Mareks is not particularly prevalent in quail, but it does not indicate it is not present.
During incubation, the embryos are sensitive to insufficient heat and humidity levels. Therefore, if they are not incubated properly, the birds can hatch with a variety of neurological and limb problems.
Quail chicks are likewise particularly susceptible to brooder cooling and frequently die if not brooded at the right temperature.
What is Marek’s disease, and what are the symptoms?
Marek’s disease is one of the world’s most prevalent poultry diseases.
It is a contagious viral infection caused by a herpes virus (Alphaherpesvirinae).
The virus is capable of invading the body and can survive without being detected by the immune system.
It modifies a subset of white blood cells, causing some of them to develop into malignant cells.
These cancerous cells then penetrate the internal organs, like the liver, kidneys, proventricular, gonads peripheral, skins, nerves, and muscles.
This disease manifests itself in three ways:
- Neurological – Acute infiltration of the nerves and Central Nervous System that causes transient paralysis as well as more chronic paralysis of legs, wings, and eye lesions;
- Visceral – develops tumours in the heart, ovary, tests, muscles, and lungs;
- Cutaneous – Tumours of feather follicles.
Morbidity ranges between 10% and 50%, and death can reach 100%.
Typically, mortality in an infected flock persists at a moderate to high rate for several weeks.
The fatality rate in ‘late’ Marek’s syndrome can reach 40 weeks of age. Birds that get affected by this disease are more prone to parasites and bacterial infections.
The disease is usually transmitted via the respiratory tract, and it is very contagious, being transferred by infected feather-follicle dander, fomites, etc.
Related: Here is an article I wrote on the sounds quails make
How do I know if my quails have Marek’s disease?
When your quail gets marek illness, there are clinical indicators to look for.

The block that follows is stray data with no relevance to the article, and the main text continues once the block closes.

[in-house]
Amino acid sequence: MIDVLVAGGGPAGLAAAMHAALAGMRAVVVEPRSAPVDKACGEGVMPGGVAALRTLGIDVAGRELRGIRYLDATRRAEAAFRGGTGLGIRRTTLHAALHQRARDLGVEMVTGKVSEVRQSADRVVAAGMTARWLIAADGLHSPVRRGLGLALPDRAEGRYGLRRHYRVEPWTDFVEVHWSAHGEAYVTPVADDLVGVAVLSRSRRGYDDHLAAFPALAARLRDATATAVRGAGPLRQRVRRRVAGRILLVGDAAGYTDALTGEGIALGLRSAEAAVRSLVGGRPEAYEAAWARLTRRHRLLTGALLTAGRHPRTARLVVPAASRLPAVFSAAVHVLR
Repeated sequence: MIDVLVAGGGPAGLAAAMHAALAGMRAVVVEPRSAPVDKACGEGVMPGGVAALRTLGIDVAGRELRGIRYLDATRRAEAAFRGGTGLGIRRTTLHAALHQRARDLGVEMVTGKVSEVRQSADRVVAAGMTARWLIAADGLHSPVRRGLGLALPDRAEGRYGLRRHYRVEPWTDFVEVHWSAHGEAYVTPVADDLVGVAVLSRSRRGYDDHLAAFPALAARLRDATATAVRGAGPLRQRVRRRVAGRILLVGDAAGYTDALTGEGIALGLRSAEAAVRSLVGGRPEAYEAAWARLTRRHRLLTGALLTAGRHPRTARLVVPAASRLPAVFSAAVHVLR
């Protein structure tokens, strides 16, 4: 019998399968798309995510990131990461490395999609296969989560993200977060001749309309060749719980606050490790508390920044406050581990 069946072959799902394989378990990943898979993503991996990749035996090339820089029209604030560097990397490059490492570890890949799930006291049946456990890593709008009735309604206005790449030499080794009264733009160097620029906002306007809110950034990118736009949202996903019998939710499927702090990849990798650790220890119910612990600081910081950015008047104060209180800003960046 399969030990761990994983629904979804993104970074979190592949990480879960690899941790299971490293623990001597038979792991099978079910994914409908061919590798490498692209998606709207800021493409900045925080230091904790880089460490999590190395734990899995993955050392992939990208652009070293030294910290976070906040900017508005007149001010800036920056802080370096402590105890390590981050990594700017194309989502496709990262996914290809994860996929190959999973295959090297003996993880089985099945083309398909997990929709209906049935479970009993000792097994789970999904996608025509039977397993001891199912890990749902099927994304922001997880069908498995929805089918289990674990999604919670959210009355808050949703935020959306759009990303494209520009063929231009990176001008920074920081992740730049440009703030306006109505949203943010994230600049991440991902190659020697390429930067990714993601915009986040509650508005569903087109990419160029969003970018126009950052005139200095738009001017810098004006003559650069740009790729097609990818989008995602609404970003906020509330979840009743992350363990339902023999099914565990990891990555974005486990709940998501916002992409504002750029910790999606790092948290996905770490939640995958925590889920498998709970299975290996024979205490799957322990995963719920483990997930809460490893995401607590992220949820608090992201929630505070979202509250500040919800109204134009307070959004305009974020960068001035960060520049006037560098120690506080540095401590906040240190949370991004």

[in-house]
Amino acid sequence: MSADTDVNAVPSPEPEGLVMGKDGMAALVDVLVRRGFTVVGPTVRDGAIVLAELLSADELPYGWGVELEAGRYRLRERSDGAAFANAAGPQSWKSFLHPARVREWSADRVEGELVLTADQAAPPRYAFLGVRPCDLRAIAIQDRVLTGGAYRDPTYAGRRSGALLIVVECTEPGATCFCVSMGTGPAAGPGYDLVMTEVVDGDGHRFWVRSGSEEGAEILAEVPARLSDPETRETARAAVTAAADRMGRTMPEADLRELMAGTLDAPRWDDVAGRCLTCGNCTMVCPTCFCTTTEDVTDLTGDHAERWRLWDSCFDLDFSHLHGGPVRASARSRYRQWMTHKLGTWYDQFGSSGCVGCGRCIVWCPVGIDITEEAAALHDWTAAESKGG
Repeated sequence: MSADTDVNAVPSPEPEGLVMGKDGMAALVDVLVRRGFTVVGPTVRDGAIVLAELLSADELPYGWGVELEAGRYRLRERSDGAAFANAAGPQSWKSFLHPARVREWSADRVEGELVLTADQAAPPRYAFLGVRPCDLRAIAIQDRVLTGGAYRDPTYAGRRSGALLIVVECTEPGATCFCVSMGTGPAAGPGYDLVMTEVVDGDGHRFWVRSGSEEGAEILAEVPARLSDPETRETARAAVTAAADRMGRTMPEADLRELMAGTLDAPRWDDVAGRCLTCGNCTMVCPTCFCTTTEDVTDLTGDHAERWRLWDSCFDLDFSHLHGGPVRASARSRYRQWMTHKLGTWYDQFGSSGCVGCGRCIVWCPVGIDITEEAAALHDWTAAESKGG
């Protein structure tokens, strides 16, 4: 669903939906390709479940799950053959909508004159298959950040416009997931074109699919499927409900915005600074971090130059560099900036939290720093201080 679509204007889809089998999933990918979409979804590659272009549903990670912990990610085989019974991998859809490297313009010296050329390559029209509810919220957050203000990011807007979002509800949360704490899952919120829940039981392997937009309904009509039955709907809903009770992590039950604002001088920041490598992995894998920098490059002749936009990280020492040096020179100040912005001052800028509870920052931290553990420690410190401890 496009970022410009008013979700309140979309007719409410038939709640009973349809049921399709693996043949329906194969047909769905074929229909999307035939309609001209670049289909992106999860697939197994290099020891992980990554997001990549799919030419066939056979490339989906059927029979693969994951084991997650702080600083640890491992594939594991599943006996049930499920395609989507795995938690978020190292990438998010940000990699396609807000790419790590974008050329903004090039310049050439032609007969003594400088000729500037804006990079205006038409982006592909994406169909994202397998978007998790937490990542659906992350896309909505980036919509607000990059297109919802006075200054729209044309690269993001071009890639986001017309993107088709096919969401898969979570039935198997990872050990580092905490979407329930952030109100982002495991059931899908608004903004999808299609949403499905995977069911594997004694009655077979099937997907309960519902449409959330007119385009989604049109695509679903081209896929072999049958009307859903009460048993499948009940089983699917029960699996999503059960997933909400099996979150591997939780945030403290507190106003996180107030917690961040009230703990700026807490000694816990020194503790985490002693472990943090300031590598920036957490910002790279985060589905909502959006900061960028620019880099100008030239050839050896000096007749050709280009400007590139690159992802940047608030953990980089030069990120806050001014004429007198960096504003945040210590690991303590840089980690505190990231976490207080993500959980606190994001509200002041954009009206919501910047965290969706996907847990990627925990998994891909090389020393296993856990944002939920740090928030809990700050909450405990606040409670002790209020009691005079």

- One leg stretched forward and the other back
- Squatting position
- Enlarged crop
- Loss of appetite
- Drooping wings
- Weight loss
- Inward curving of the toes
- Paleness Incoordination
- Torticollis (twisted or crooked neck)
- Nervous tics
- Irregularly shaped or unequally sized pupils
- Change in eye color
How do you get rid of Marek’s disease in quails?
Marek disease has no effective cure. However, there are preventive measures in places like biosecurity, vaccination, and genetic resistance.
Vaccination is the primary technique for preventing and controlling Marek illness, together with strict sanitary measures to avoid or postpone exposure and genetic resistance breeding.
Popular vaccines in this case include:
- Turkey herpesvirus (HVT, naturally avirulent Meleagrid alphaherpesvirus 1)
- SB-1 or 301B/1 (naturally avirulent Gallid alphaherpesvirus 3)
- CVI988/Rispens (attenuated Gallid alphaherpesvirus 2)
Can quails be tested for Marek’s disease?
Quail can, in fact, be tested.
While you may never decide on testing for Marek’s Disease, it is beneficial and necessary for you to have a more profound understanding of the test, which can be helpful when making decisions anytime you suspect your flock has Marek’s Disease.
This section will become quite scientific, so bear with me as I attempt to keep it simple while remaining accurate.
The Traditional Method – Necropsy:
Needless to say, doing a necropsy involves the presence of a deceased chicken.
If your flock has developed an acute infection with Marek’s, you almost certainly have one. It’s just like doing an autopsy to determine what killed something.
So, in this case, the examiner will look for any enlargement or changes to the peripheral nerve and others.